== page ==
Many organizations have at least one value statement that contains the word “empowerment.” But I don’t think I’ve ever seen a statement that reads, “We encourage our employees to have a sense of entitlement.”
Having a sense of entitlement clashes with most organizations’ values, even though it is often promoted by their culture.
Sustainable organizations are sustainable because of their values. Employees with a sense of entitlement, however, often don’t work in a way that is beneficial to the business or that will help it grow. How does it happen, then, that employees develop a sense of entitlement? And what can be done about it?
During our last #MTtalk Twitter chat, held on Friday, September 2, 2016, we discussed “Empowerment vs Entitlement.” It was clear from the responses that no one enjoys working with people who have a sense of entitlement!
Let’s have a look at the questions we asked and some answers from participants:
Questions about “Empowerment vs Entitlement”
Question 1: What does a sense of entitlement look like at work?
A sense of entitlement at work puts the needs of an individual before the needs of the organization.
@cdemgo: When individual needs or wants must be met by the manager/company in order to keep motivated and productive.
@WonderPix: Expecting to get good things without putting the effort behind them.
Question 2: What can cause people to feel entitled?
@harrisonia: Nepotism in the workplace can contribute to entitlement.
@ZenYinger: Reality is we are all standing on someone’s shoulders. Nobody’s success is 100% self made. Entitlement stems from ego.
Question 3: Is a sense of entitlement more or less likely in different generations?
@ShereesePubHlth: It plays role due to availability of resources per generation. People born during Great Depression are less entitled than millennials.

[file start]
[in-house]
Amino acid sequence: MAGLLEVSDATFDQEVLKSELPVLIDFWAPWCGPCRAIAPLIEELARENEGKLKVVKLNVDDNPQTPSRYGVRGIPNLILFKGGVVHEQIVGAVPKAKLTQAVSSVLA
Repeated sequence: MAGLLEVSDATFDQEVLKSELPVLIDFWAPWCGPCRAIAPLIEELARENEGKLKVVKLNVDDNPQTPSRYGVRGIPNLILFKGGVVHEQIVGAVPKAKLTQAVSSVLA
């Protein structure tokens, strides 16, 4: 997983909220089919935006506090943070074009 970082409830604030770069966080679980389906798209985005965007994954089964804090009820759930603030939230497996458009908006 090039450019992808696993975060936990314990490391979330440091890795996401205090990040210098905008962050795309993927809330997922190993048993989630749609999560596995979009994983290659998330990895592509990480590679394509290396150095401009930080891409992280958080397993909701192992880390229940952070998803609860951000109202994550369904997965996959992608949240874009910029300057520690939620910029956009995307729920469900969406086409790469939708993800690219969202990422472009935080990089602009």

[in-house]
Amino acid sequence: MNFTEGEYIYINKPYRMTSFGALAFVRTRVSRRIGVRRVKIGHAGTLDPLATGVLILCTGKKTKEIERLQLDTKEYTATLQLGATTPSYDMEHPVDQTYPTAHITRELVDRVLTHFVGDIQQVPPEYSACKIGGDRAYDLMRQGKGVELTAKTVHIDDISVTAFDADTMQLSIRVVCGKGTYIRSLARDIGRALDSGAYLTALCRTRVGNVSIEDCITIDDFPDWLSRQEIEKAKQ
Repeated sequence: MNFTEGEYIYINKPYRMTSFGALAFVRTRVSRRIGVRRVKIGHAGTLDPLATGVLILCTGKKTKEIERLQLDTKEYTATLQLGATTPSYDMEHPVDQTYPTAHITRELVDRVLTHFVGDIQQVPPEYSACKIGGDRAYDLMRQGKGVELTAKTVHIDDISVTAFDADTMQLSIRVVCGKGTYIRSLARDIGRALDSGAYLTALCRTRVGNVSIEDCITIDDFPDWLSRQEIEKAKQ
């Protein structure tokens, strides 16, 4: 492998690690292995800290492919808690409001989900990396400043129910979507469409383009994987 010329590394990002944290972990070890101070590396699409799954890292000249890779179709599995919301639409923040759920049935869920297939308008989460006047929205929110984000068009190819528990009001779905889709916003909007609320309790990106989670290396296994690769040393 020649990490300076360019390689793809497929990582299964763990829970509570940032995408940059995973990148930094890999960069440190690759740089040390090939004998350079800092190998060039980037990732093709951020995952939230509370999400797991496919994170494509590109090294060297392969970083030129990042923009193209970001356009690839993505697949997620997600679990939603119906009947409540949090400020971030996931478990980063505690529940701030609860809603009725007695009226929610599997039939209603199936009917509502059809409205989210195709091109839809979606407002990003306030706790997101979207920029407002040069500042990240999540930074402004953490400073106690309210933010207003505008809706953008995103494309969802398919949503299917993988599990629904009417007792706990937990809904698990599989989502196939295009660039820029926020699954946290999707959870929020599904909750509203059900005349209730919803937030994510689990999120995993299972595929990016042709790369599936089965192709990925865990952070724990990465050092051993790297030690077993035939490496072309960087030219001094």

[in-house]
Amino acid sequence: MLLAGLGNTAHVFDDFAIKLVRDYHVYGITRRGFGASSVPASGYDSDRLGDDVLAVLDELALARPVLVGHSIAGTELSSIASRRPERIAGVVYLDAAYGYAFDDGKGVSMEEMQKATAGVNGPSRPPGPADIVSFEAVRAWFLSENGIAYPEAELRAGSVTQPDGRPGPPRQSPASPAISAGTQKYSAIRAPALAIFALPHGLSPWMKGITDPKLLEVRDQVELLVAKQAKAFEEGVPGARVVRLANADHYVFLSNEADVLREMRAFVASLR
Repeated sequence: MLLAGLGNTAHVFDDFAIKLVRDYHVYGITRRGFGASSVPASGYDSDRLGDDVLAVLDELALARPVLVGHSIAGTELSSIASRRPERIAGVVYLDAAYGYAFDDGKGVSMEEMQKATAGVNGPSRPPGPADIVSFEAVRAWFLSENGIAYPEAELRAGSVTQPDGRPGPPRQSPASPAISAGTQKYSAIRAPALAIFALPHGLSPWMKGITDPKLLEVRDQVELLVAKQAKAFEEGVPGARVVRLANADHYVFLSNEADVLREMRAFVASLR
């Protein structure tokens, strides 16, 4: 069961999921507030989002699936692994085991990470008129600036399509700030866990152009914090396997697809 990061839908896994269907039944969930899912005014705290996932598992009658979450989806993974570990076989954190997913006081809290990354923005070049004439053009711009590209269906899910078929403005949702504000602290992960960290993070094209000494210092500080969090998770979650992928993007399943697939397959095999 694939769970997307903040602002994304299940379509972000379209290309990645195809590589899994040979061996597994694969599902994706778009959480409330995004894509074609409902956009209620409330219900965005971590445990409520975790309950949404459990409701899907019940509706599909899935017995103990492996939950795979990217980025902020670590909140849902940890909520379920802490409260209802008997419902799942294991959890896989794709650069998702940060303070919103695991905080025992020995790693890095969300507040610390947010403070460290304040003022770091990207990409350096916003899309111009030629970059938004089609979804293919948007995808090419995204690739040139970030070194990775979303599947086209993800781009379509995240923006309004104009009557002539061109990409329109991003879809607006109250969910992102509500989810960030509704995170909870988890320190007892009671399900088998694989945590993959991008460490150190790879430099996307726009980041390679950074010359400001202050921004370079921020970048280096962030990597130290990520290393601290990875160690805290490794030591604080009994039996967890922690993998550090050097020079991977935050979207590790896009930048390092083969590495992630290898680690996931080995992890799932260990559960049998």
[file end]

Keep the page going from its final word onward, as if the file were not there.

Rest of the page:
@Midgie_MT: Could possibly be more with different generations with some feeling like they deserve things simply by time/age/experience.
Question 4: What are the costs to the business of a sense of entitlement?
@SAPTAonline: A sense of entitlement can cost a business money, people, its reputation and growth. It’s expensive.
@Yolande_MT: Sense of entitlement will often lead to people feeling like victims. They’ll stir and cause trouble.
Question 5: How can other employees’ behavior be affected by a person who feels entitled?
There was an overall consensus that it can greatly influence team spirit and morale.
@JulieMRodriguez: If employees see entitled behavior rewarded, their morale will be shot and almost impossible to resuscitate.
@MicheleDD_MT: Creates conflict. Decrease in commitment to achieve goals. Team can be demoralized.
Question 6: Personal accountability is empowerment. Agree/disagree? Explain.
@NootsCaboots: Agreed. Taking responsibility for your actions means that you’re taking control, which can be very empowering.
@KrisGiere: Disagree. Accountability can fuel empowerment but is not empowerment. Empowerment comes from autonomy, motivation & mastery.
Question 7: How do empowerment and entitlement compare?